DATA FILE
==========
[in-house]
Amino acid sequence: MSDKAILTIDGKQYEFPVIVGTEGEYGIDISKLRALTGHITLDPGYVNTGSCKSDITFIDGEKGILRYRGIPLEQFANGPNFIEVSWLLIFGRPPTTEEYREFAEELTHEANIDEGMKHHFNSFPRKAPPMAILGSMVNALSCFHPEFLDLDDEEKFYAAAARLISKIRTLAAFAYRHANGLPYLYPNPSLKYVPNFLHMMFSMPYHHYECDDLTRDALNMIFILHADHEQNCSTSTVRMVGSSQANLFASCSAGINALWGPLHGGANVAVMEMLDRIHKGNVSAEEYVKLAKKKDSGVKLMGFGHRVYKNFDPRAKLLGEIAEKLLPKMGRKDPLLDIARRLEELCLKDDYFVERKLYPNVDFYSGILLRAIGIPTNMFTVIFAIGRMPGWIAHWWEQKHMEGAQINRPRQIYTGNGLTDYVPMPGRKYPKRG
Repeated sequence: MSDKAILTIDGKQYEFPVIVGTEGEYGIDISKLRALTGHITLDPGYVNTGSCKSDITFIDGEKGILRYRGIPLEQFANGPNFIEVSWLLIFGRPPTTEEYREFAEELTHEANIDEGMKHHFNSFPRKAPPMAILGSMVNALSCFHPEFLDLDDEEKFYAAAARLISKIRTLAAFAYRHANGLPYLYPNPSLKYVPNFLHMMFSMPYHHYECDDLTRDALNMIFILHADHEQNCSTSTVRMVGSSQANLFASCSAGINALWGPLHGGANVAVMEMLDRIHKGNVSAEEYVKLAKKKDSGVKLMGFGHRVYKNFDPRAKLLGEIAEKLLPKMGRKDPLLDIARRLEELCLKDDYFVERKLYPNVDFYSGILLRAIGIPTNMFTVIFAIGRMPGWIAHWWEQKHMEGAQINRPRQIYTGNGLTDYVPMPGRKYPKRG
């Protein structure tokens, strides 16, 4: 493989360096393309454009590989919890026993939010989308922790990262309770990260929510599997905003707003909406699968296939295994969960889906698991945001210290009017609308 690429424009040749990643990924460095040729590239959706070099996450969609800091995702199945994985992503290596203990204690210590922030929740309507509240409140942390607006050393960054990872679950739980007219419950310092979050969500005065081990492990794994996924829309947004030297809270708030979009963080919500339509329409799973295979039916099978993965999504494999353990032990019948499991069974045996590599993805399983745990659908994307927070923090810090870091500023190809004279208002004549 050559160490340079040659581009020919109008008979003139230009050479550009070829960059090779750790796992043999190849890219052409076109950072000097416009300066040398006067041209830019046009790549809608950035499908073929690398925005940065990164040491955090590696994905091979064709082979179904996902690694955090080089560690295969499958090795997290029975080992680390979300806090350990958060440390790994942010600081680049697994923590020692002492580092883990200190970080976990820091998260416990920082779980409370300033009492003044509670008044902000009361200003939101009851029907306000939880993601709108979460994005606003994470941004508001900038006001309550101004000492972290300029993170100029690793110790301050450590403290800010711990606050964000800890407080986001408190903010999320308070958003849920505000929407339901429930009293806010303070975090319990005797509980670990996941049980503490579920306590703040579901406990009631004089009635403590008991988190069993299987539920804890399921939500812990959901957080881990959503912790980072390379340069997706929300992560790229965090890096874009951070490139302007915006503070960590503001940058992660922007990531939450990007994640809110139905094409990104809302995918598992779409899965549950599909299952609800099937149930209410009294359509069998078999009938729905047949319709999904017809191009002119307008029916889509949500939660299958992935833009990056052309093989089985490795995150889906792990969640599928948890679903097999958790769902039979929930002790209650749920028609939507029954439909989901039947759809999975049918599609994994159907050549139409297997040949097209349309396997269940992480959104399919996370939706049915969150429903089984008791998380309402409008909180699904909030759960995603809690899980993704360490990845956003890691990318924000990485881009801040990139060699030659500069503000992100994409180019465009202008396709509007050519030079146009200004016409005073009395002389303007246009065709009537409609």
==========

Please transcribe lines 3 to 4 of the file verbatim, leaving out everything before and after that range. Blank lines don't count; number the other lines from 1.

Repeated sequence: MSDKAILTIDGKQYEFPVIVGTEGEYGIDISKLRALTGHITLDPGYVNTGSCKSDITFIDGEKGILRYRGIPLEQFANGPNFIEVSWLLIFGRPPTTEEYREFAEELTHEANIDEGMKHHFNSFPRKAPPMAILGSMVNALSCFHPEFLDLDDEEKFYAAAARLISKIRTLAAFAYRHANGLPYLYPNPSLKYVPNFLHMMFSMPYHHYECDDLTRDALNMIFILHADHEQNCSTSTVRMVGSSQANLFASCSAGINALWGPLHGGANVAVMEMLDRIHKGNVSAEEYVKLAKKKDSGVKLMGFGHRVYKNFDPRAKLLGEIAEKLLPKMGRKDPLLDIARRLEELCLKDDYFVERKLYPNVDFYSGILLRAIGIPTNMFTVIFAIGRMPGWIAHWWEQKHMEGAQINRPRQIYTGNGLTDYVPMPGRKYPKRG
């Protein structure tokens, strides 16, 4: 493989360096393309454009590989919890026993939010989308922790990262309770990260929510599997905003707003909406699968296939295994969960889906698991945001210290009017609308 690429424009040749990643990924460095040729590239959706070099996450969609800091995702199945994985992503290596203990204690210590922030929740309507509240409140942390607006050393960054990872679950739980007219419950310092979050969500005065081990492990794994996924829309947004030297809270708030979009963080919500339509329409799973295979039916099978993965999504494999353990032990019948499991069974045996590599993805399983745990659908994307927070923090810090870091500023190809004279208002004549 050559160490340079040659581009020919109008008979003139230009050479550009070829960059090779750790796992043999190849890219052409076109950072000097416009300066040398006067041209830019046009790549809608950035499908073929690398925005940065990164040491955090590696994905091979064709082979179904996902690694955090080089560690295969499958090795997290029975080992680390979300806090350990958060440390790994942010600081680049697994923590020692002492580092883990200190970080976990820091998260416990920082779980409370300033009492003044509670008044902000009361200003939101009851029907306000939880993601709108979460994005606003994470941004508001900038006001309550101004000492972290300029993170100029690793110790301050450590403290800010711990606050964000800890407080986001408190903010999320308070958003849920505000929407339901429930009293806010303070975090319990005797509980670990996941049980503490579920306590703040579901406990009631004089009635403590008991988190069993299987539920804890399921939500812990959901957080881990959503912790980072390379340069997706929300992560790229965090890096874009951070490139302007915006503070960590503001940058992660922007990531939450990007994640809110139905094409990104809302995918598992779409899965549950599909299952609800099937149930209410009294359509069998078999009938729905047949319709999904017809191009002119307008029916889509949500939660299958992935833009990056052309093989089985490795995150889906792990969640599928948890679903097999958790769902039979929930002790209650749920028609939507029954439909989901039947759809999975049918599609994994159907050549139409297997040949097209349309396997269940992480959104399919996370939706049915969150429903089984008791998380309402409008909180699904909030759960995603809690899980993704360490990845956003890691990318924000990485881009801040990139060699030659500069503000992100994409180019465009202008396709509007050519030079146009200004016409005073009395002389303007246009065709009537409609």